8. The only situation when abortion should be legal is in the event of rape or the health of the mother is at risk. Otherwise take responsibility for creating life.

 

Excluding rape and father-abandonment, then at bare minimum both the mother and father must both agree to an abortion. I won't hear about the sexist policy of excluding the father from deciding whether or not his own child is killed or not. The child came from my eggs and his sperm. My body is only its protective house until it can survive outside of it. Both the mother and father should be equal in the decision.

 

9. A tricky question, but in my opinion Human life begins when the first brainwave forms inside the womb. I could be convinced that it begins at conception, but It would need to be a compelling argument.

 

10. Go to war or don't. Just because it's a bigger bomb changes nothing. Its a weapon designed to kill in the most efficient way possible, and the object of war is to force the other-side to concede in the most one-sided way possible. If people want to ensure that no-one but combatants are killed then give everyone swords again. I can't guarantee that the other side will agree to also use swords, but hey, at least you're guaranteed to only kill who you intend.

Share this post


Link to post
Share on other sites

7. Treason, espionage, desertion, terrorism, murder, and crimes against humanity should be the only situations in which the death penalty should be an option. A military in which it’s permissible to desert, betray, or commit espionage will not win a single battle. There must be absolute punishments to ensure such situations are minimized. History has taught us this lesson as often as we have been at war.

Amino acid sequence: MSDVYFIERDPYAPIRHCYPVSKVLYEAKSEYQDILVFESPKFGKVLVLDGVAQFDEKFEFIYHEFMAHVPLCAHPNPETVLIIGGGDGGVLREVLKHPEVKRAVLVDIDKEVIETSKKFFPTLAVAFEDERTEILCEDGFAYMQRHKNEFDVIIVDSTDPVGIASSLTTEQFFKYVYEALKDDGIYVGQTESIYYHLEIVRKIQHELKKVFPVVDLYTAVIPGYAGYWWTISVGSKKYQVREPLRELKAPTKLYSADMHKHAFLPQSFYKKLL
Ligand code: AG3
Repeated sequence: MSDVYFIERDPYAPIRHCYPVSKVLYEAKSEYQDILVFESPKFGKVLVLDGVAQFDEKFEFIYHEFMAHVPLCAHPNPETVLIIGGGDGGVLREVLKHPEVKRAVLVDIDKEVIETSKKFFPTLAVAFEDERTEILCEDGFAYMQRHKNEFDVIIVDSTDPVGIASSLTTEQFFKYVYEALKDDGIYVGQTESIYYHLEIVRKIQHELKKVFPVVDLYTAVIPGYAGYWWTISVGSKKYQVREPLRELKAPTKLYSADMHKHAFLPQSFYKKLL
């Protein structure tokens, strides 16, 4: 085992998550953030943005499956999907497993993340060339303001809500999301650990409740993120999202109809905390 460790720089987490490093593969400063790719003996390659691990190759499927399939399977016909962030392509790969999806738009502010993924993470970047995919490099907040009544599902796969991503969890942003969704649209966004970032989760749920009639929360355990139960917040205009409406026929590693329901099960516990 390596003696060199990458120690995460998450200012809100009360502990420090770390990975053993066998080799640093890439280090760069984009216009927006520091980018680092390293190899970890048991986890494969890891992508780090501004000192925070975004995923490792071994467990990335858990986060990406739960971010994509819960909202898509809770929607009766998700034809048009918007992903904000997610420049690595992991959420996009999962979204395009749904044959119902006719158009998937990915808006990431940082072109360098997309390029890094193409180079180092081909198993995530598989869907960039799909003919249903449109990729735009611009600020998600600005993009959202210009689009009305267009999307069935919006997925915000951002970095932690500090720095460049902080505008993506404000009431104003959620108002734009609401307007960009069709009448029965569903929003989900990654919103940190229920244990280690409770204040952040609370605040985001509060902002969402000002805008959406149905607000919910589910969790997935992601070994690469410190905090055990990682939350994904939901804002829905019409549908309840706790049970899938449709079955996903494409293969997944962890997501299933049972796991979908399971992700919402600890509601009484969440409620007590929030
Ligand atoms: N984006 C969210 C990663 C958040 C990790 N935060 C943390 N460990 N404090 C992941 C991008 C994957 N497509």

Crimes against humanity should also be punishable by death, but only once judged by an international jury, As humanity itself is international.

 

I favor the death penalty and would add the crime of rape to the list. Speaking only for the US military, while the death penalty is on the books for all of those crimes listed, since 1866 we have executed one person for desertion. We have won lots of battles (the number of wars we have won is of course debatable) despite the fact that we have not executed deserters. The USSR and various German and French governments did make heavy use of the death penalty to deal with their desertion problems, in some cases applying it without any sort of judicial process. With the death penalty being the ultimate sanction, I prefer as rigourous (though not necessarily lengthy) a judicial process as possible.